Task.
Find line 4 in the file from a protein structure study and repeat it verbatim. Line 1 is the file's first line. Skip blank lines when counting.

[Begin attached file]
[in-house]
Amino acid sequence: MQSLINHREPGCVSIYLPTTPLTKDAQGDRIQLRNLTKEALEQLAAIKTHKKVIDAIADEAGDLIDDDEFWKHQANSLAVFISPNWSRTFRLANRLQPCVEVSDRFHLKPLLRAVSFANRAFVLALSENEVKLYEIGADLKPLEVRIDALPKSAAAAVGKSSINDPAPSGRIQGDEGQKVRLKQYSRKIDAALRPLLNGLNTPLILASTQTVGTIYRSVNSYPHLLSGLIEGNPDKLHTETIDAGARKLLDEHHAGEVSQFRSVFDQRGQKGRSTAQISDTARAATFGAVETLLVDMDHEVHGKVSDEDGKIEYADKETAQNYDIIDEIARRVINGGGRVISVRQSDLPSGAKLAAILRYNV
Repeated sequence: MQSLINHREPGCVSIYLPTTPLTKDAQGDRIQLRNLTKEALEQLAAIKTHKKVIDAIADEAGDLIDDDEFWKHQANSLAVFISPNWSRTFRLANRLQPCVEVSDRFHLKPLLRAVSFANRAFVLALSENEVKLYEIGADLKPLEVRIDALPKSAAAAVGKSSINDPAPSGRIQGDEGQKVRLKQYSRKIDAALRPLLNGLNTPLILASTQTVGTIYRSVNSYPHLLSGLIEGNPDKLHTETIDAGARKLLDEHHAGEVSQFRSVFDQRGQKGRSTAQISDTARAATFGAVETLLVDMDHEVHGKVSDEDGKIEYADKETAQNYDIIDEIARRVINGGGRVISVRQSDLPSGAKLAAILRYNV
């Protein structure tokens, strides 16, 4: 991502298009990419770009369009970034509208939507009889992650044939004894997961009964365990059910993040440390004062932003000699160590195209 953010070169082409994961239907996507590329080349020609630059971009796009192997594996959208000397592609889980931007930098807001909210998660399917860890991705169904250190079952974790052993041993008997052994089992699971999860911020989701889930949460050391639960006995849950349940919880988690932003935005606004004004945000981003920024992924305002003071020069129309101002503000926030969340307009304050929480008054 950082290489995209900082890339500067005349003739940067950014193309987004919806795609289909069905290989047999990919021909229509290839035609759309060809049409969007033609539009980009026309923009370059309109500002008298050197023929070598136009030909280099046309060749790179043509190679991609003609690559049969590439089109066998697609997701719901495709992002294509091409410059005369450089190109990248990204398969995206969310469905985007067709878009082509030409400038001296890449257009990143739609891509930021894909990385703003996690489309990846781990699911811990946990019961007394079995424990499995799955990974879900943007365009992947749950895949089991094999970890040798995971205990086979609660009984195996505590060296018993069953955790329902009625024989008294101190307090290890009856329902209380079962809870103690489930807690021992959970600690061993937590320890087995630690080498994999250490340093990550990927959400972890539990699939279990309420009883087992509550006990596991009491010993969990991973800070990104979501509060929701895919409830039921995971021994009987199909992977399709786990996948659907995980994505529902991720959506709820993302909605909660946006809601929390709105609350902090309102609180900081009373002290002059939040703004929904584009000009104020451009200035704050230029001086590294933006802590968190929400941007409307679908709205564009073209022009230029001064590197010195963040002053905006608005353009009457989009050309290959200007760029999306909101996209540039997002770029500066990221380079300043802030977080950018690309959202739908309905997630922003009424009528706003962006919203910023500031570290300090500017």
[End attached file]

């Protein structure tokens, strides 16, 4: 991502298009990419770009369009970034509208939507009889992650044939004894997961009964365990059910993040440390004062932003000699160590195209 953010070169082409994961239907996507590329080349020609630059971009796009192997594996959208000397592609889980931007930098807001909210998660399917860890991705169904250190079952974790052993041993008997052994089992699971999860911020989701889930949460050391639960006995849950349940919880988690932003935005606004004004945000981003920024992924305002003071020069129309101002503000926030969340307009304050929480008054 950082290489995209900082890339500067005349003739940067950014193309987004919806795609289909069905290989047999990919021909229509290839035609759309060809049409969007033609539009980009026309923009370059309109500002008298050197023929070598136009030909280099046309060749790179043509190679991609003609690559049969590439089109066998697609997701719901495709992002294509091409410059005369450089190109990248990204398969995206969310469905985007067709878009082509030409400038001296890449257009990143739609891509930021894909990385703003996690489309990846781990699911811990946990019961007394079995424990499995799955990974879900943007365009992947749950895949089991094999970890040798995971205990086979609660009984195996505590060296018993069953955790329902009625024989008294101190307090290890009856329902209380079962809870103690489930807690021992959970600690061993937590320890087995630690080498994999250490340093990550990927959400972890539990699939279990309420009883087992509550006990596991009491010993969990991973800070990104979501509060929701895919409830039921995971021994009987199909992977399709786990996948659907995980994505529902991720959506709820993302909605909660946006809601929390709105609350902090309102609180900081009373002290002059939040703004929904584009000009104020451009200035704050230029001086590294933006802590968190929400941007409307679908709205564009073209022009230029001064590197010195963040002053905006608005353009009457989009050309290959200007760029999306909101996209540039997002770029500066990221380079300043802030977080950018690309959202739908309905997630922003009424009528706003962006919203910023500031570290300090500017």